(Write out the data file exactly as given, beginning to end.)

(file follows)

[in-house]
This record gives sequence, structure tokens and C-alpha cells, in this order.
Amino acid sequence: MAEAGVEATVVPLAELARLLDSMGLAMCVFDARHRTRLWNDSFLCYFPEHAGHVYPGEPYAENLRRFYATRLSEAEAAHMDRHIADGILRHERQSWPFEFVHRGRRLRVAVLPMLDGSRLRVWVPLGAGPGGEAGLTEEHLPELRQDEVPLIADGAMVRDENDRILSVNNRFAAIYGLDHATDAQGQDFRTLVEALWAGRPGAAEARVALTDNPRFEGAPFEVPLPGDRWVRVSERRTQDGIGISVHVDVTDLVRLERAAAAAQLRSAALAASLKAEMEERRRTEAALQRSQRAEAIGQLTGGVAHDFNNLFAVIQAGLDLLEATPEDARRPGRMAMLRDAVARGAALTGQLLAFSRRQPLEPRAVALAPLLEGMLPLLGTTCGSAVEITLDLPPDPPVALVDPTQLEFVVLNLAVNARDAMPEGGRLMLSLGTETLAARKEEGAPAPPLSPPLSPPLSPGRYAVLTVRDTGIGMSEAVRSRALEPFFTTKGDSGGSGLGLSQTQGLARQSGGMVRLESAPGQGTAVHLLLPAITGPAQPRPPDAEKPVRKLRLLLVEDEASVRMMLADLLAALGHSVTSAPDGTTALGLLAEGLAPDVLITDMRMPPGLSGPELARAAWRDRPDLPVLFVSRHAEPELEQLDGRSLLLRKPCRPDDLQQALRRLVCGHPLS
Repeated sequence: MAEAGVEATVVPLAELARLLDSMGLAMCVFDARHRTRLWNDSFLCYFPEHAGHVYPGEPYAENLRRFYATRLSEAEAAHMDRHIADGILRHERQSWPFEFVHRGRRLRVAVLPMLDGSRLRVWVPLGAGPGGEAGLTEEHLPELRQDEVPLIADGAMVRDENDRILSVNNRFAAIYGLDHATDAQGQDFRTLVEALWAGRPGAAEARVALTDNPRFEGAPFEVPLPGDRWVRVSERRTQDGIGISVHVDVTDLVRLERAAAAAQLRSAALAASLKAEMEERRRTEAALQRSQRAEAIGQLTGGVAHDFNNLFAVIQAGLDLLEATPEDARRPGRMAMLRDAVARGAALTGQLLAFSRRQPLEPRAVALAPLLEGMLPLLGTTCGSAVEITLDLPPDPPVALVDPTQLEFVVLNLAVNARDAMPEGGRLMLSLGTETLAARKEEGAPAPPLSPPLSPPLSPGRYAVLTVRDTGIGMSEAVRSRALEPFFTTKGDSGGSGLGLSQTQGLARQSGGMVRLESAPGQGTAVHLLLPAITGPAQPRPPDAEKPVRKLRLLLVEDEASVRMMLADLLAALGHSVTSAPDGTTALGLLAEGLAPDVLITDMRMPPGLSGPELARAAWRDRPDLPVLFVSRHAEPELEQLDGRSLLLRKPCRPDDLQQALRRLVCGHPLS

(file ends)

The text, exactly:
[in-house]
This record gives sequence, structure tokens and C-alpha cells, in this order.
Amino acid sequence: MAEAGVEATVVPLAELARLLDSMGLAMCVFDARHRTRLWNDSFLCYFPEHAGHVYPGEPYAENLRRFYATRLSEAEAAHMDRHIADGILRHERQSWPFEFVHRGRRLRVAVLPMLDGSRLRVWVPLGAGPGGEAGLTEEHLPELRQDEVPLIADGAMVRDENDRILSVNNRFAAIYGLDHATDAQGQDFRTLVEALWAGRPGAAEARVALTDNPRFEGAPFEVPLPGDRWVRVSERRTQDGIGISVHVDVTDLVRLERAAAAAQLRSAALAASLKAEMEERRRTEAALQRSQRAEAIGQLTGGVAHDFNNLFAVIQAGLDLLEATPEDARRPGRMAMLRDAVARGAALTGQLLAFSRRQPLEPRAVALAPLLEGMLPLLGTTCGSAVEITLDLPPDPPVALVDPTQLEFVVLNLAVNARDAMPEGGRLMLSLGTETLAARKEEGAPAPPLSPPLSPPLSPGRYAVLTVRDTGIGMSEAVRSRALEPFFTTKGDSGGSGLGLSQTQGLARQSGGMVRLESAPGQGTAVHLLLPAITGPAQPRPPDAEKPVRKLRLLLVEDEASVRMMLADLLAALGHSVTSAPDGTTALGLLAEGLAPDVLITDMRMPPGLSGPELARAAWRDRPDLPVLFVSRHAEPELEQLDGRSLLLRKPCRPDDLQQALRRLVCGHPLS
Repeated sequence: MAEAGVEATVVPLAELARLLDSMGLAMCVFDARHRTRLWNDSFLCYFPEHAGHVYPGEPYAENLRRFYATRLSEAEAAHMDRHIADGILRHERQSWPFEFVHRGRRLRVAVLPMLDGSRLRVWVPLGAGPGGEAGLTEEHLPELRQDEVPLIADGAMVRDENDRILSVNNRFAAIYGLDHATDAQGQDFRTLVEALWAGRPGAAEARVALTDNPRFEGAPFEVPLPGDRWVRVSERRTQDGIGISVHVDVTDLVRLERAAAAAQLRSAALAASLKAEMEERRRTEAALQRSQRAEAIGQLTGGVAHDFNNLFAVIQAGLDLLEATPEDARRPGRMAMLRDAVARGAALTGQLLAFSRRQPLEPRAVALAPLLEGMLPLLGTTCGSAVEITLDLPPDPPVALVDPTQLEFVVLNLAVNARDAMPEGGRLMLSLGTETLAARKEEGAPAPPLSPPLSPPLSPGRYAVLTVRDTGIGMSEAVRSRALEPFFTTKGDSGGSGLGLSQTQGLARQSGGMVRLESAPGQGTAVHLLLPAITGPAQPRPPDAEKPVRKLRLLLVEDEASVRMMLADLLAALGHSVTSAPDGTTALGLLAEGLAPDVLITDMRMPPGLSGPELARAAWRDRPDLPVLFVSRHAEPELEQLDGRSLLLRKPCRPDDLQQALRRLVCGHPLS